Illustration by Joe Anderson
Hundreds of prominent leaders in government, business, and fashion gathered in Paris this spring for Barnard’s Global Symposium, an event convened each year by the College to provide a forum for discussion of critical issues facing women, and an opportunity for professors to extend the reach of their research. It also offered Barnard students a chance to mentor a group of international students in leadership and negotiating skills.
“Our intention in establishing the symposia series in 2009 was to create conversations that have power and impact, and address women’s issues around the world,” President Debora Spar said in her opening remarks. The symposium has met in Beijing, Dubai, São Paulo, Johannesburg, Mumbai, Shanghai, and New York; this year’s event was the first held in Europe.
The symposium offered several lively sessions that delved into gender equality in government and legislation for parenting leave in different countries, with prominent speakers such as the deputy mayor of Paris and Pamela Golbin ’92, the chief curator of fashion and textiles at the Musée des Arts Décoratifs.
The event provided an opportunity for professors to collaborate with colleagues in the region. Six faculty members from several departments, including Africana studies, French, English, and dance, were named symposium fellows. Several of the fellows held a working session with local academics, artists, curators, cultural workers, and community activists to discuss a collaboration regarding the links between the African diasporic cultures and communities in Harlem and Paris.
Professor Tina Campt, who is the director of the Barnard Center for Research on Women, says the session gave her “the opportunity to connect with other people who do what I do. It means I get out of my comfort zone.” The center hosted a discussion between esteemed writer and former Columbia faculty member Maryse Condé and renowned Franco-Martinican novelist and filmmaker Fabienne Kanor on the rich tradition of artists and writers moving between the French-speaking Caribbean and France, which took place at Reid Hall, Columbia’s Global Center in Europe.
Colleen Thomas-Young, an associate professor of professional practice in dance, shared her academic research with French colleagues through workshops and lectures. She investigates international dance improvisation and studies how dance is informed by gender and history. As director of the Barnard Dance in Paris program, she has brought more than 40 Barnard and Columbia students to France during the summer to take classes and perform original works.
Barnard’s student fellows developed and facilitated, with guidance from the Athena Center for Leadership Studies, workshops for high school girls, held first on the Barnard campus prior to the symposium and then in Paris, where girls from international schools made zines—short magazines—about subjects they were passionate about. Topics included body image, the American presidential election, and the gender pay gap.
“My leadership capacities were put to the test,” Melina Dunham ’18 said, “and I learned a lot about myself as a young woman soon entering the work force.” Tina Shan ’18 said the workshop posed the question, “‘What should women’s leadership look like?’ We are talking about redefining the word itself. To lead is not to compete or oppress, but to lift each other up.”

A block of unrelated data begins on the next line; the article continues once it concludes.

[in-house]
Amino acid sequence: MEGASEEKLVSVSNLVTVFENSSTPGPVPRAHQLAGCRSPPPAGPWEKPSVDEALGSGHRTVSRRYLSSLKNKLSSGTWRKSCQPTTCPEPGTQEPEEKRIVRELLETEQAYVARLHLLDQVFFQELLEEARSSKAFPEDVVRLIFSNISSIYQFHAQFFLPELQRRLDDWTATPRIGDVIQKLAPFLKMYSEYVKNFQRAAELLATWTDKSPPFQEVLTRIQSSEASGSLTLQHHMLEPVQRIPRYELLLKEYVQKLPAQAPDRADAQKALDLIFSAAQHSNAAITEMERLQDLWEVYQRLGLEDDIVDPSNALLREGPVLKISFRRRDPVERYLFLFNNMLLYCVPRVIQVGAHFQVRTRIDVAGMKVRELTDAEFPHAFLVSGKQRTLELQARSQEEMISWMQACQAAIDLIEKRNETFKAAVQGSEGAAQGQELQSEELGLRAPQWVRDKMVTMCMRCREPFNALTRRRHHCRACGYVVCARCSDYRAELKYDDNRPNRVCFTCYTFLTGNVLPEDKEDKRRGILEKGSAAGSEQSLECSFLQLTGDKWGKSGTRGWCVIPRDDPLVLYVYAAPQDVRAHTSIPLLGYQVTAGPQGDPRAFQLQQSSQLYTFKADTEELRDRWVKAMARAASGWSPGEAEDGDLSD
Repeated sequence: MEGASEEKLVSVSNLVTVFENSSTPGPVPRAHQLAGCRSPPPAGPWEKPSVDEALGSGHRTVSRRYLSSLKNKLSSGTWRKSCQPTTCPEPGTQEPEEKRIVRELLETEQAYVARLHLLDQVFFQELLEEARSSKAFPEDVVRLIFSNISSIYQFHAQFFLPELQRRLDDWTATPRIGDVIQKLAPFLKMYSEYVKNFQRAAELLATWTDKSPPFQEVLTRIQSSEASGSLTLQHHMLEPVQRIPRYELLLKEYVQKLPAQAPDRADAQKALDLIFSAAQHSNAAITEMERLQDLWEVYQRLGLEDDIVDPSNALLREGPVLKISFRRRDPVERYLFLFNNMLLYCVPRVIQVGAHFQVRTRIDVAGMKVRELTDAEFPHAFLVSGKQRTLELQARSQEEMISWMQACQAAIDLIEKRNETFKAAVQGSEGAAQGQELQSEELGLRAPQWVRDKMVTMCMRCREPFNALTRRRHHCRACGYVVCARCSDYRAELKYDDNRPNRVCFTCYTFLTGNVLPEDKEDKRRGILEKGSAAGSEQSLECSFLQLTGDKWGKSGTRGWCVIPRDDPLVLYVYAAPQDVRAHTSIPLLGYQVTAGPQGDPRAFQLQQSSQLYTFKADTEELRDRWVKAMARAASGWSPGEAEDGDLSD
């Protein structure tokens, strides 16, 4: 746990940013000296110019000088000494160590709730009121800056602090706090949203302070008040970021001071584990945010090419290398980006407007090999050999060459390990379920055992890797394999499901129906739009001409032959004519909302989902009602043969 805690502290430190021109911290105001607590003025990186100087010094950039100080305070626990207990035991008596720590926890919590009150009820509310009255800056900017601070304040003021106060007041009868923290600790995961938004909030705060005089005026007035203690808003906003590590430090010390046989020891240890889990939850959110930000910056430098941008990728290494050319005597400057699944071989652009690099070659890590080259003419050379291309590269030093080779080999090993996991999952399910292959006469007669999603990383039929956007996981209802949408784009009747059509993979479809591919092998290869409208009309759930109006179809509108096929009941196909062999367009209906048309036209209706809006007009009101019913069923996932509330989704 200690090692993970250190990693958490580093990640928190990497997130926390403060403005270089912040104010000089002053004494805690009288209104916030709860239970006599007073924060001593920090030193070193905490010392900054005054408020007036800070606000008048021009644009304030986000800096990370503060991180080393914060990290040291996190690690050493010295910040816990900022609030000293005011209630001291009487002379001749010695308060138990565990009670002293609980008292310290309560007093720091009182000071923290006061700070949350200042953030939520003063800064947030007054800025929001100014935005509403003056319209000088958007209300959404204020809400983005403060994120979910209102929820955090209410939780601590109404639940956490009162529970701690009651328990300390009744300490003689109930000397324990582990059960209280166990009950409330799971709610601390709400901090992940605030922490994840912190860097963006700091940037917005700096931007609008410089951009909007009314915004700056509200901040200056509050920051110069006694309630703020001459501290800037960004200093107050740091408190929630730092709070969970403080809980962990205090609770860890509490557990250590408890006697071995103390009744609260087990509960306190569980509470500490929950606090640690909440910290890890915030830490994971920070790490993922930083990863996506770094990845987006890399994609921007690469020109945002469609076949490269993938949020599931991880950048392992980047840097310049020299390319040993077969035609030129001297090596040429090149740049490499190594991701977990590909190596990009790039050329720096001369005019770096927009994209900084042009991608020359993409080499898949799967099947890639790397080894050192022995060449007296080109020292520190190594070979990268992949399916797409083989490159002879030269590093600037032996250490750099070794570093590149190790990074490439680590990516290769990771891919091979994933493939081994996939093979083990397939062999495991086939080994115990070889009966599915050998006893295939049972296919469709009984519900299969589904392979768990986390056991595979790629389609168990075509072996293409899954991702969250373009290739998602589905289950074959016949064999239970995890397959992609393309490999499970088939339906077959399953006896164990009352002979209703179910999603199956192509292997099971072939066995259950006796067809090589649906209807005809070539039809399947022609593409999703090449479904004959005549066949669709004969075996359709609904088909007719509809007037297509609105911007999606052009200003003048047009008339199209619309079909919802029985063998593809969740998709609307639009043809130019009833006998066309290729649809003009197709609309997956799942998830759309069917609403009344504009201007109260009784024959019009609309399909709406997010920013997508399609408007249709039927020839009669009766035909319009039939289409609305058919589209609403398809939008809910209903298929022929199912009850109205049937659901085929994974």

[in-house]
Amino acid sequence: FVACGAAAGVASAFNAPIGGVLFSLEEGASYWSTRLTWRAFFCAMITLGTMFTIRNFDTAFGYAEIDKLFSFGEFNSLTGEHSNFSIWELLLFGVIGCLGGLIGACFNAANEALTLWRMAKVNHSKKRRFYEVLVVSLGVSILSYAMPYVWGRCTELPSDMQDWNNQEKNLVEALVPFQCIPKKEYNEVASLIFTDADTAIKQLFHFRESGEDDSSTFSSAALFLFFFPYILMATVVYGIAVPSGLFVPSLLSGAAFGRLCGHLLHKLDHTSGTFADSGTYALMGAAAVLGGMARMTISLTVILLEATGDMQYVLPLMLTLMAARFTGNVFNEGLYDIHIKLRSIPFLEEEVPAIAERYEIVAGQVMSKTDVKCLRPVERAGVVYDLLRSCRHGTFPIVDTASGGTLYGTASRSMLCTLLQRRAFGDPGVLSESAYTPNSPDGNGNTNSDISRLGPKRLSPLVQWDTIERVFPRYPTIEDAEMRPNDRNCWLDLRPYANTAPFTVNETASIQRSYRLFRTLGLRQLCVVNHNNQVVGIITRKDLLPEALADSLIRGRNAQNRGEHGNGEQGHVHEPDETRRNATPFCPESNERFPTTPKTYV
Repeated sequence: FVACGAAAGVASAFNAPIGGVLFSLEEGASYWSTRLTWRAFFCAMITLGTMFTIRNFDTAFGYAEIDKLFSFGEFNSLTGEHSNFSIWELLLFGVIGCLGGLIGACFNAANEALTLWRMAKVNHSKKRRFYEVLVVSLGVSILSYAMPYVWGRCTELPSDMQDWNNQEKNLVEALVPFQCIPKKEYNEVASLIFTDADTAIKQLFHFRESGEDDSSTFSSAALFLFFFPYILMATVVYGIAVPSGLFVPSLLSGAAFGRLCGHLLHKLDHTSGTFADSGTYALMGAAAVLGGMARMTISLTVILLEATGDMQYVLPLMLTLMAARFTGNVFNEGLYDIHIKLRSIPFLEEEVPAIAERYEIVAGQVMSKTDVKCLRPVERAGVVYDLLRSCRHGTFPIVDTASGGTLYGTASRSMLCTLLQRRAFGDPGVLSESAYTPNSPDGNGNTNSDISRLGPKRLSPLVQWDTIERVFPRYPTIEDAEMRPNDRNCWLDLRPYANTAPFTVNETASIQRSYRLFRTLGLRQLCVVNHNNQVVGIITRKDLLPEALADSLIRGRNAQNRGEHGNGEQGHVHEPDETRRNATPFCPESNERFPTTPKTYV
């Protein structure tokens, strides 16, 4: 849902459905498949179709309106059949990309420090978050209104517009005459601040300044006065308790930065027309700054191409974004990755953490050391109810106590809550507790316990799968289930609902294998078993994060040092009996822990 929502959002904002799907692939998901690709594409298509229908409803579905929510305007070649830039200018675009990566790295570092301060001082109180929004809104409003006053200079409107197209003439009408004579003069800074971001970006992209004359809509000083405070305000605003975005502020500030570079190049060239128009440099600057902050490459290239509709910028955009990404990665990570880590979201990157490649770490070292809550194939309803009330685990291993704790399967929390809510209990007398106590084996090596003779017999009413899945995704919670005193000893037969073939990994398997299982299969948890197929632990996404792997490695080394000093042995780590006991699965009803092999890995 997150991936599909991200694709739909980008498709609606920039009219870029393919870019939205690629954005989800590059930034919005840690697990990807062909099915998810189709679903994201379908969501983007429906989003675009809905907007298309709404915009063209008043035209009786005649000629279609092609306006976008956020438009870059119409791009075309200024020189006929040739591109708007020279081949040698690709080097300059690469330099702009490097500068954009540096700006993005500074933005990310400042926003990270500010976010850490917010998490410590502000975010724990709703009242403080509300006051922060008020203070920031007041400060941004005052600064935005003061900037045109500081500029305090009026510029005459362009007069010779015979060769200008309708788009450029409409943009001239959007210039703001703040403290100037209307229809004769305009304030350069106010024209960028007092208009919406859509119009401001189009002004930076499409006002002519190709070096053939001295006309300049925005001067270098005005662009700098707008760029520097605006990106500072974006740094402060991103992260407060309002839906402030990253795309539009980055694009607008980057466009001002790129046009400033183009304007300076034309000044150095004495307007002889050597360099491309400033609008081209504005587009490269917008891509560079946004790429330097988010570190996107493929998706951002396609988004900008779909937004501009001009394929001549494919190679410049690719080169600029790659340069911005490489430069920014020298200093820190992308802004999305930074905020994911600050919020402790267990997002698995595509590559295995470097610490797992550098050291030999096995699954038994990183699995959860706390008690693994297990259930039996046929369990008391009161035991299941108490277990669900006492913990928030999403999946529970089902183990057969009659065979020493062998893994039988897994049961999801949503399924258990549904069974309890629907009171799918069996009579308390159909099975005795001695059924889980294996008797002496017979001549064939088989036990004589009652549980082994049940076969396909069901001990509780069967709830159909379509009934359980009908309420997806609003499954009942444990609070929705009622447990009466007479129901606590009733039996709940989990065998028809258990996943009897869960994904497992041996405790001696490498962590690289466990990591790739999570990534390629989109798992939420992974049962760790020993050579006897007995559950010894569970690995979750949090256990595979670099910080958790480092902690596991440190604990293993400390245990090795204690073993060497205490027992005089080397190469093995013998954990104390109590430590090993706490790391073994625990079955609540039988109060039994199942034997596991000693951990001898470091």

One conference panel addressed the way in which legislation for equal gender representation has mandated quotas for boards for nonprofit institutions and corporations in countries such as France and Italy. Réjane Sénac, who is the president of the Parity Commission of the High Council for Gender Equality, an advisory group run by the French prime minister’s office, said that in patriarchal countries with ingrained cultural norms, such legislation is the only way to jump-start the path to equality.
Deputy Mayor of Paris Célia Blauel, the keynote speaker, reaffirmed the need for legislation to spark change. Initially a critic of France’s gender parity law, which included stipulations on equal representation in politics, Blauel said that she “would not be here today if it weren’t for this law.” She urged women to press their case for gender parity.
Legislation pertaining to work and home life was a key focus of a third panel. Willem Adema, a senior economist at the Organisation for Economic Cooperation and Development, an international group devoted to helping governments with economic and social issues, pointed out that Japan and South Korea have generous paternity leaves, but that the time is rarely taken because men fear the impact such leaves will have on their careers.
During a panel on gender and the fashion industry, panelists discussed how confidence in one’s appearance creates a greater sense of strength. Golbin pointed out that “women who designed for women—Coco Chanel, Madeleine Vionnet, Jeanne Lanvin—created the fashion world we know today.” She began her fashion career at the Musée des Arts Décoratifs, where she has worked for more than 20 years; she is one of very few museum curators in Paris not born in France. The museum is currently showing “Fashion Forward: Three Centuries of Fashion,” organized by Golbin, which commemorates the 30th anniversary of its fashion collection, capturing the history of clothing all the way from a court dress made in 1778 to a hooded sheath from designer Azzedine Alaïa.
Golbin found the symposium to be an eye-opening experience. “Women’s issues are not so overtly spoken about here in France,” she says. “It was a wonderful opportunity to see the upcoming generation of women interested and proactive about their role in the business realm.”